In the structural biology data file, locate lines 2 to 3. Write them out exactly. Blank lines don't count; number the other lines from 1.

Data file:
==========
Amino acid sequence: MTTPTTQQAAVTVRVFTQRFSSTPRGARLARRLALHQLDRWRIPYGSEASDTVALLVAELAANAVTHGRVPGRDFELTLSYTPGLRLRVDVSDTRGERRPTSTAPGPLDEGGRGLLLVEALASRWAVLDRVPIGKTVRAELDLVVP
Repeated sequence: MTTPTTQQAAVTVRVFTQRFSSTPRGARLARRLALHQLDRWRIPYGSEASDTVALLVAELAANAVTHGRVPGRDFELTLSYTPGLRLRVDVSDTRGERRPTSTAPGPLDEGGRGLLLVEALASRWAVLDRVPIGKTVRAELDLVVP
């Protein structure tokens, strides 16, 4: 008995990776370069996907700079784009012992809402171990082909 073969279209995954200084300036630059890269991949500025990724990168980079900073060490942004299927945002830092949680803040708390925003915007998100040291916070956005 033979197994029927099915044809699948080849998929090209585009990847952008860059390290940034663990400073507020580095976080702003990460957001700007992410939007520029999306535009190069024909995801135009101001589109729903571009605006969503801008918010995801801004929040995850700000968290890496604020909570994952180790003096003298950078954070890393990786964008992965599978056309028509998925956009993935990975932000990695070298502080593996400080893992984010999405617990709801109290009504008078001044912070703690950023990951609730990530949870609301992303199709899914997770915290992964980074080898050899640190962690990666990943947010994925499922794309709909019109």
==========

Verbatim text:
Repeated sequence: MTTPTTQQAAVTVRVFTQRFSSTPRGARLARRLALHQLDRWRIPYGSEASDTVALLVAELAANAVTHGRVPGRDFELTLSYTPGLRLRVDVSDTRGERRPTSTAPGPLDEGGRGLLLVEALASRWAVLDRVPIGKTVRAELDLVVP
């Protein structure tokens, strides 16, 4: 008995990776370069996907700079784009012992809402171990082909 073969279209995954200084300036630059890269991949500025990724990168980079900073060490942004299927945002830092949680803040708390925003915007998100040291916070956005 033979197994029927099915044809699948080849998929090209585009990847952008860059390290940034663990400073507020580095976080702003990460957001700007992410939007520029999306535009190069024909995801135009101001589109729903571009605006969503801008918010995801801004929040995850700000968290890496604020909570994952180790003096003298950078954070890393990786964008992965599978056309028509998925956009993935990975932000990695070298502080593996400080893992984010999405617990709801109290009504008078001044912070703690950023990951609730990530949870609301992303199709899914997770915290992964980074080898050899640190962690990666990943947010994925499922794309709909019109």